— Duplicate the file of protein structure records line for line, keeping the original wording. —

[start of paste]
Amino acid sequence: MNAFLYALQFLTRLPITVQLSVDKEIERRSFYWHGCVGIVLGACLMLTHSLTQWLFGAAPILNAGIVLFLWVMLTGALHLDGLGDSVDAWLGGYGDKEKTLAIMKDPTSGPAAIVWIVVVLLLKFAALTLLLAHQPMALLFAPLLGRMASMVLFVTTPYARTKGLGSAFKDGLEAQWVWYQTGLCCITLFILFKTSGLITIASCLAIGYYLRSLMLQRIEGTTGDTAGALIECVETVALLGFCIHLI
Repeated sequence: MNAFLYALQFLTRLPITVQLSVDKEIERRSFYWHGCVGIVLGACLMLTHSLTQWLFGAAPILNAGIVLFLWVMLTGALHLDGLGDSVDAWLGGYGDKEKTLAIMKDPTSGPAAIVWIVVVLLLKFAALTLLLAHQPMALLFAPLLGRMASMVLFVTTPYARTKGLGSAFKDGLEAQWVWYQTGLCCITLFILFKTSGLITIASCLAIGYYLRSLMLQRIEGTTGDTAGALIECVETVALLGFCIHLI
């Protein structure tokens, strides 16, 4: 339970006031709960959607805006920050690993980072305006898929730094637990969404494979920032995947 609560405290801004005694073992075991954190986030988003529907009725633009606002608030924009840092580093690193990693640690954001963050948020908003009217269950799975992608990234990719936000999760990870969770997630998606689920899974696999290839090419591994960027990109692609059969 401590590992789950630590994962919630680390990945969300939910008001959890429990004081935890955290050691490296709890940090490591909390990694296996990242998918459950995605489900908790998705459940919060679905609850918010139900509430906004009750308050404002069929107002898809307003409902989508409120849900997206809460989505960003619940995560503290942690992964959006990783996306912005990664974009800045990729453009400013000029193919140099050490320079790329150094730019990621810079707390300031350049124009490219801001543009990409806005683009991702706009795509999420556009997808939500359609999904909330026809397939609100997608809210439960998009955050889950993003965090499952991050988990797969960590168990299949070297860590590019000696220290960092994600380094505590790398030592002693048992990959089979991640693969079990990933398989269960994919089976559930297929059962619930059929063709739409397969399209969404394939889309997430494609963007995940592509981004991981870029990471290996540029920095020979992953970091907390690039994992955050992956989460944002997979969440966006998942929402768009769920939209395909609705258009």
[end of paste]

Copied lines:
Amino acid sequence: MNAFLYALQFLTRLPITVQLSVDKEIERRSFYWHGCVGIVLGACLMLTHSLTQWLFGAAPILNAGIVLFLWVMLTGALHLDGLGDSVDAWLGGYGDKEKTLAIMKDPTSGPAAIVWIVVVLLLKFAALTLLLAHQPMALLFAPLLGRMASMVLFVTTPYARTKGLGSAFKDGLEAQWVWYQTGLCCITLFILFKTSGLITIASCLAIGYYLRSLMLQRIEGTTGDTAGALIECVETVALLGFCIHLI
Repeated sequence: MNAFLYALQFLTRLPITVQLSVDKEIERRSFYWHGCVGIVLGACLMLTHSLTQWLFGAAPILNAGIVLFLWVMLTGALHLDGLGDSVDAWLGGYGDKEKTLAIMKDPTSGPAAIVWIVVVLLLKFAALTLLLAHQPMALLFAPLLGRMASMVLFVTTPYARTKGLGSAFKDGLEAQWVWYQTGLCCITLFILFKTSGLITIASCLAIGYYLRSLMLQRIEGTTGDTAGALIECVETVALLGFCIHLI
């Protein structure tokens, strides 16, 4: 339970006031709960959607805006920050690993980072305006898929730094637990969404494979920032995947 609560405290801004005694073992075991954190986030988003529907009725633009606002608030924009840092580093690193990693640690954001963050948020908003009217269950799975992608990234990719936000999760990870969770997630998606689920899974696999290839090419591994960027990109692609059969 401590590992789950630590994962919630680390990945969300939910008001959890429990004081935890955290050691490296709890940090490591909390990694296996990242998918459950995605489900908790998705459940919060679905609850918010139900509430906004009750308050404002069929107002898809307003409902989508409120849900997206809460989505960003619940995560503290942690992964959006990783996306912005990664974009800045990729453009400013000029193919140099050490320079790329150094730019990621810079707390300031350049124009490219801001543009990409806005683009991702706009795509999420556009997808939500359609999904909330026809397939609100997608809210439960998009955050889950993003965090499952991050988990797969960590168990299949070297860590590019000696220290960092994600380094505590790398030592002693048992990959089979991640693969079990990933398989269960994919089976559930297929059962619930059929063709739409397969399209969404394939889309997430494609963007995940592509981004991981870029990471290996540029920095020979992953970091907390690039994992955050992956989460944002997979969440966006998942929402768009769920939209395909609705258009």